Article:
Black in Theater

White stories have dominated Hollywood and Broadway for most of the 20th and 21st century due to an often unfair selection of stories centered on primarily White experiences. Although progress is being made to increase representation of people of color in both film and theater, extreme strides need to be made on the national and local level to ensure that representation is fair and diverse.

Joshua Parker, a junior studying sport management from Olathe, said that while representation of people of color has improved over the years in Hollywood, there needs to be more opportunities given to Black artists. Parker said many times when people of color are represented in shows, they are played by the same actors, and film would benefit from giving other actors of color an opportunity.

Improvement in diversity needs to come from not only actors, but also from upper management, Parker said. 

“You might have a cast of all Black actors, but the writer may be a White male that doesn’t really know the story or changes the story,” Parker said. 

Local theater productions are working toward amplifying the Black voice in their work as well. While certain productions may offer more opportunities for people of color, the culture and dialogue must also change. 

AnnaMarie Sosa, a 2020 graduate from Junction City who studied vocal performance, became involved in the theater scene at KU in her final years, and saw first-hand some of the issues with diversity in the department. 

One of the biggest changes that needs to happen in the department is a more open dialogue, Sosa said.

Sosa added faculty need to be more transparent with their casting choices and show selections, and that performers should be picked based on their talent rather than solely whether they would fit a typecast based on race.

“It’s really important to encourage your students to talk to each other, encourage them to advocate for each other,” Sosa said. “Make it just so much more [contingent on] talent.”

Similarly, other students feel productions do not need to be cast solely on color in order to increase representation. Dominique Waller, a 2020 graduate from Shawnee who studied theater performance, said diversity can occur by consciously casting the best person for the part, even if that differs from the norm of an all-White cast for that production.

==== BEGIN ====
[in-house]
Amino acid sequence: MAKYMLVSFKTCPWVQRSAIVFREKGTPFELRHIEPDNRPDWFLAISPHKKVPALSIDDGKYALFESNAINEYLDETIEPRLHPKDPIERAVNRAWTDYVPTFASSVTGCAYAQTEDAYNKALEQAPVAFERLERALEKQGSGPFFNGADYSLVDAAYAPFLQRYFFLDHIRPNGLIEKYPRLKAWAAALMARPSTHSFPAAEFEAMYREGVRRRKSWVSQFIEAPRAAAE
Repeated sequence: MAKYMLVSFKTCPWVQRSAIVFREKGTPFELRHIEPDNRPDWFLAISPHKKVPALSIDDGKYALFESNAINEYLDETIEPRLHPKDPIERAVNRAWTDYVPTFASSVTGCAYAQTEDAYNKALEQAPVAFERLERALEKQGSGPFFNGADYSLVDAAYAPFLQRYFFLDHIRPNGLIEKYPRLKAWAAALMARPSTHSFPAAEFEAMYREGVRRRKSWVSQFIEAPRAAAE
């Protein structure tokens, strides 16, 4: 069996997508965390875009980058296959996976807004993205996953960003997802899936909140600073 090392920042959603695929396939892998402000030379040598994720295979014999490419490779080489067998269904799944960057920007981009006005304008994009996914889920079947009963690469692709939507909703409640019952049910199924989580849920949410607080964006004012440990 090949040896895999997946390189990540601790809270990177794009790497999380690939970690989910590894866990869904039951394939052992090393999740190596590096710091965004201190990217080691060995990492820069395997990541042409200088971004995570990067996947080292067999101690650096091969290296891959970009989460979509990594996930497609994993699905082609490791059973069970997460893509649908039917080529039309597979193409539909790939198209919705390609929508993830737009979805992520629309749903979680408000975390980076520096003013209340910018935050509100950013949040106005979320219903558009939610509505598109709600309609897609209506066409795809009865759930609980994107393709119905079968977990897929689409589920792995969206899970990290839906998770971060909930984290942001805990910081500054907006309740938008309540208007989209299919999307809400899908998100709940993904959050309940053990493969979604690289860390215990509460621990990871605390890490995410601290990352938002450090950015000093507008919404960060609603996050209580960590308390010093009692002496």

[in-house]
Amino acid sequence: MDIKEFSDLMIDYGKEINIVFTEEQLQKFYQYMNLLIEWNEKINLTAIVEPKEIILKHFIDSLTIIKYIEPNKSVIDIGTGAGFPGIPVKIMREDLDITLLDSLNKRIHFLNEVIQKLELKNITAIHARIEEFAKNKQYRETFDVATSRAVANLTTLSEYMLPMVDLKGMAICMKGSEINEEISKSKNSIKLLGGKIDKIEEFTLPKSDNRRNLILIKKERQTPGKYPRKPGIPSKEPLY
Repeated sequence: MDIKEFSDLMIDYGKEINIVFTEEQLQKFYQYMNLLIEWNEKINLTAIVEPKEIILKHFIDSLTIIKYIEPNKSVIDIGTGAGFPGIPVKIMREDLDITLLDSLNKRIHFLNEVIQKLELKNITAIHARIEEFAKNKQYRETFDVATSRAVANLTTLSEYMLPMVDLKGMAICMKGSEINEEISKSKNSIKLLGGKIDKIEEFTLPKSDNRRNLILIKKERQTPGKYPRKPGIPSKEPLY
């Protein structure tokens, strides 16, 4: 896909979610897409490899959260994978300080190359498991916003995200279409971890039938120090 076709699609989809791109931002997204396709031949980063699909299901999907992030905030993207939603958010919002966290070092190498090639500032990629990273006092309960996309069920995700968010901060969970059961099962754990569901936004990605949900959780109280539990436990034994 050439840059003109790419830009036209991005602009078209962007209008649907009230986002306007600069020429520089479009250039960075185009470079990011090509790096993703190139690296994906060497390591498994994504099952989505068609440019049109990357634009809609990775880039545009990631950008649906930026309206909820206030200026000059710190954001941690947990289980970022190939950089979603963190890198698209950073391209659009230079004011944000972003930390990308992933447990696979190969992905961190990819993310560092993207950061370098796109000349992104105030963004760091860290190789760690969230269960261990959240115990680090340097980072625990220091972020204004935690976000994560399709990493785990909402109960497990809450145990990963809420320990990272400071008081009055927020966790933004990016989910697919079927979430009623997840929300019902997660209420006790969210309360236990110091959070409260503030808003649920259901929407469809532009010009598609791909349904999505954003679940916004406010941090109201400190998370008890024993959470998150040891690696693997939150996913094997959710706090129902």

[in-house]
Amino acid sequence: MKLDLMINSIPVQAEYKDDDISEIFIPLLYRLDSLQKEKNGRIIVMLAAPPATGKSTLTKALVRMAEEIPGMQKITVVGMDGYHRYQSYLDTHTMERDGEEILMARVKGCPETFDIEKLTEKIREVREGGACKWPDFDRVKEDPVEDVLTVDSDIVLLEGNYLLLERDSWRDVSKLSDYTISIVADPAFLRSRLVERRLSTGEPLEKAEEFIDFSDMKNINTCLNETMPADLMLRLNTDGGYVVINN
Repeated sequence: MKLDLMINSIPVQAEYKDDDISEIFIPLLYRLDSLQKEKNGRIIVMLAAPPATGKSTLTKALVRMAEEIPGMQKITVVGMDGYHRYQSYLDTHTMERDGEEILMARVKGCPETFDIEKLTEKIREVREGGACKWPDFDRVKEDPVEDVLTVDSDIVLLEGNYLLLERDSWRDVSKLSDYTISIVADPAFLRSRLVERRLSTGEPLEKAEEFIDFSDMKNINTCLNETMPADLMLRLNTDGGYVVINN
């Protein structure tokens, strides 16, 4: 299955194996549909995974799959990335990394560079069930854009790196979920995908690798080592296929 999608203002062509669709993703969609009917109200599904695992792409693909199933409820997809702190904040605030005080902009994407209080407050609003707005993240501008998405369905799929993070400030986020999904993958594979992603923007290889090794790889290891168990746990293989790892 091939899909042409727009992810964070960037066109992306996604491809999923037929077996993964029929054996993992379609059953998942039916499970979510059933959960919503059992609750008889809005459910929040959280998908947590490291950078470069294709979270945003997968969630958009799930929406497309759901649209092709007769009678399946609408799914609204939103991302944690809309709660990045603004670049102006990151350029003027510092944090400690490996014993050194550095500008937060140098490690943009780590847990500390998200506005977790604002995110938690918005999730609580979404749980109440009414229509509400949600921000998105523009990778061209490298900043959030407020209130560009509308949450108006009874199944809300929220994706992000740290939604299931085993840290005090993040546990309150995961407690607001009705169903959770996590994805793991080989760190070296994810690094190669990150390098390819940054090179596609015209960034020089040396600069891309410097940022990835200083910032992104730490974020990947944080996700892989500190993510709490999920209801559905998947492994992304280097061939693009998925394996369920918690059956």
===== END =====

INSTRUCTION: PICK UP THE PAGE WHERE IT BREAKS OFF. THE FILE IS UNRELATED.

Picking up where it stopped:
Waller added that many student productions have focused casting decisions on a general emotion or scene of the character instead of solely on race. 

“I think that’s really important because you’re taking out the aspects of race, but you’re still allowing the ability for people of color to be in those places, and it’s based off of talent and knowledge rather than just them being a token,” Waller said. 

She also said showcasing productions focused on Black voices or experiences do not have to solely deal with stories of struggle. It’s very important to not only showcase struggle and strife that people of color have had in America, but also the positive aspects and stories as well, Waller said.

“Pain and suffering isn’t the overall theme of people of color life, and it’s very important to showcase happy stories and just fun, out of the ordinary things as well,” Waller said. 

Art, especially in the forms of film and theater, can be a powerful outlet to showcase the voices and experiences of groups and identities, Waller said.

“Theater and film have always been a place for minorities to share their stories,” Waller said.  

Although Waller acknowledges progress needs to occur in the film and theater scene through more transparent dialogue and equal opportunities for various voices and stories to be represented, she said Lawrence is full of talented artists making diverse art. 

“I think that specifically in Lawrence, we try to do a really good job at not only making fun and interesting stories, but we also try to do a good job at just showcasing those things,” Waller said.